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I want to believe that this is the beginning of the art world’s real and enduring appreciation of Brenda Goodman’s hard-won achievement. This year, she was one of five recipients of an Arts and Letters Award in Art from the Academy of Arts and Letters, signifying that a committee of her contemporaries has singled out her latest paintings, three of which were on display in the Academy’s Invitational Exhibition of Visual Arts, as exceptional. In 2014, she had an exhibition at John Davis Gallery, Hudson, New York (July 17 –August 10, 2014), which a number of younger painters, such as Paul Behnke and Brett Baker, called attention to. Currently, there is her exhibition Brenda Goodman: New Work at Life on Mars (March 20 – April 19, 2015).
In thinking about her career, and the imagery and subject matter that she has brought into her work – none of it easy – I thought of the following artists: Hieronymous Bosch; Carlo Carra; Leonora Carrington; Jean Dubuffet; James Ensor; Goya; Alfred Kubin. She has had a long interest in what lies behind appearances, in the demonic and grotesque forces percolating beneath the surface.
Goodman’s series of “Self-Portraits,” which she did between 1994 and 2011, constitute a gripping, harrowing body of work, a triumphant achievement by a contemporary painter. Her depictions of an overweight, naked woman, often standing in what seems to be a cavernous studio surrounded by paintings, are unsettling, tender and vulnerable. In her close-ups of a ravenous, creature’s head, through a seamless merging of thick, scarred paint and grotesque imagery, Goodman made it viscerally evident that she believed the monstrous was everywhere, including in herself. In these paintings, Goodman is self-revelatory without the slightest trace of embarrassment, nor does she attempt to solicit the viewer’s sympathy – further testament to her toughness as an artist. By comparison, particularly in his later work, Francis Bacon often comes off as theatrical and contrived. This is never the case with Goodman.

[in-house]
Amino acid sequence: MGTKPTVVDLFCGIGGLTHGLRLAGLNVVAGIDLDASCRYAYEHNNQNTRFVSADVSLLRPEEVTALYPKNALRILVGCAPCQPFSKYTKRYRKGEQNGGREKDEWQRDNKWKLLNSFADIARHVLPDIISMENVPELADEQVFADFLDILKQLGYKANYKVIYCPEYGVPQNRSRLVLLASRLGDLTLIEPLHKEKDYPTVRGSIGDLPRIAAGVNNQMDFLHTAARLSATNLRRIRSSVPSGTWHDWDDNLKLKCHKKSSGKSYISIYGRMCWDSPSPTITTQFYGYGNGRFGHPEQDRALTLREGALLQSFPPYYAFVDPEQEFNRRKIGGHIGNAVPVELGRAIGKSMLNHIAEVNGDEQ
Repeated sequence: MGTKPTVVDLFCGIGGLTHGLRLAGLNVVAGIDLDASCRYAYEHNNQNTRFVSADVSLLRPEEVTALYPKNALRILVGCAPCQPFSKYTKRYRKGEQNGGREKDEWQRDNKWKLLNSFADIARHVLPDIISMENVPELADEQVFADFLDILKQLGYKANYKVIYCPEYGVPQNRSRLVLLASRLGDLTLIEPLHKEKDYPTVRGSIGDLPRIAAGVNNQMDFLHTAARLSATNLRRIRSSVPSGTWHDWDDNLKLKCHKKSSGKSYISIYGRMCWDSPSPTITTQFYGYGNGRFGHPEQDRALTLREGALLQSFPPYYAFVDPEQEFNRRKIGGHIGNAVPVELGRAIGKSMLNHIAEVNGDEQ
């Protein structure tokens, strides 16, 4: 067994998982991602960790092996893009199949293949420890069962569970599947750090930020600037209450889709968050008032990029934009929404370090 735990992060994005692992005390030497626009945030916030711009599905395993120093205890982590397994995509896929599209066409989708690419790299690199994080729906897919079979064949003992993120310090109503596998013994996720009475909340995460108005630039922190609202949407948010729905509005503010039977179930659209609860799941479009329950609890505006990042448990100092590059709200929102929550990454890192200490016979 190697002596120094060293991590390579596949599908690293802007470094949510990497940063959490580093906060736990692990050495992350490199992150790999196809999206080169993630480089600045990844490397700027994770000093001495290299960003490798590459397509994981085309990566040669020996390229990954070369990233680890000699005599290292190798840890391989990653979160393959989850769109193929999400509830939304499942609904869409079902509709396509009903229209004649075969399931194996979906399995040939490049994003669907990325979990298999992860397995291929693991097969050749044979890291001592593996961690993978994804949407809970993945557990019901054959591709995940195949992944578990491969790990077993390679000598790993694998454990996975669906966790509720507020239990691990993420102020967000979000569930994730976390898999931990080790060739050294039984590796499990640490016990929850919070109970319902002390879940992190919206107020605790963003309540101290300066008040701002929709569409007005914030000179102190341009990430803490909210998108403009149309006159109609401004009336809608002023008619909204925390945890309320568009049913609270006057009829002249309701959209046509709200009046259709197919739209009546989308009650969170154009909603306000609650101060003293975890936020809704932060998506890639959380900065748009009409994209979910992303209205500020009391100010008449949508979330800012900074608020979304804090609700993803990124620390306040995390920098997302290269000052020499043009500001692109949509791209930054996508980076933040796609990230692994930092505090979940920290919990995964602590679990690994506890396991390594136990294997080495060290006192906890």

In her recent paintings, which look like no one else’s, Goodman has both synthesized and transformed aspects of all her earlier periods. She has also added new ways of applying paint, with a vocabulary that includes impasto surfaces; preternatural forms; geometric shapes; figuration; abstraction; paint dripped from a bottle; compressed space; unstable figure-ground relationships; drawing in paint.. She has internalized facets of Surrealist, Expressionist, Symbolist and geometric artists until they are recognizably hers.
The ability to bring some combination of these possibilities into play time after time speaks to her ambition and inventiveness; it also helps to account for the differences we see from painting to painting. In her work, an open-ended process becomes synonymous with an open-ended narrative. She finds the painting in the doing. The results are highly charged dramas that resist any literal or reductive translation. Think Franz Kafka meets Samuel Beckett meets Anna Kavan and you get an idea of what Goodman can pack into a painting.